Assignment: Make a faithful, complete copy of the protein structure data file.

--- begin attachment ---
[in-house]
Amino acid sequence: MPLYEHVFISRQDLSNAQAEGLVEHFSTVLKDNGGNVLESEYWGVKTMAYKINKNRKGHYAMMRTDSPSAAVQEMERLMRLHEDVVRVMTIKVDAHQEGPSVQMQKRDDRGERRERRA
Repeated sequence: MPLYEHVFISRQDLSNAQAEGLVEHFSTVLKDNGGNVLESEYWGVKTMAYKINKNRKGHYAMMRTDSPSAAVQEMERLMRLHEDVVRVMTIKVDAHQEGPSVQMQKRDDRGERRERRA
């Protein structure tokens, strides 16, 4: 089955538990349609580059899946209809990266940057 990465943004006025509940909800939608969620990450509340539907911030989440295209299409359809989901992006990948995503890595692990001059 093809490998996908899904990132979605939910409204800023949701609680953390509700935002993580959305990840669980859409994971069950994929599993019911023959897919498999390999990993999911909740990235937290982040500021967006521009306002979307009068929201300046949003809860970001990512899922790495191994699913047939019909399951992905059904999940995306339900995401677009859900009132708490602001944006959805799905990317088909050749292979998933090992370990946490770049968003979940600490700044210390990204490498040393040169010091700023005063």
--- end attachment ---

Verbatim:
[in-house]
Amino acid sequence: MPLYEHVFISRQDLSNAQAEGLVEHFSTVLKDNGGNVLESEYWGVKTMAYKINKNRKGHYAMMRTDSPSAAVQEMERLMRLHEDVVRVMTIKVDAHQEGPSVQMQKRDDRGERRERRA
Repeated sequence: MPLYEHVFISRQDLSNAQAEGLVEHFSTVLKDNGGNVLESEYWGVKTMAYKINKNRKGHYAMMRTDSPSAAVQEMERLMRLHEDVVRVMTIKVDAHQEGPSVQMQKRDDRGERRERRA
């Protein structure tokens, strides 16, 4: 089955538990349609580059899946209809990266940057 990465943004006025509940909800939608969620990450509340539907911030989440295209299409359809989901992006990948995503890595692990001059 093809490998996908899904990132979605939910409204800023949701609680953390509700935002993580959305990840669980859409994971069950994929599993019911023959897919498999390999990993999911909740990235937290982040500021967006521009306002979307009068929201300046949003809860970001990512899922790495191994699913047939019909399951992905059904999940995306339900995401677009859900009132708490602001944006959805799905990317088909050749292979998933090992370990946490770049968003979940600490700044210390990204490498040393040169010091700023005063």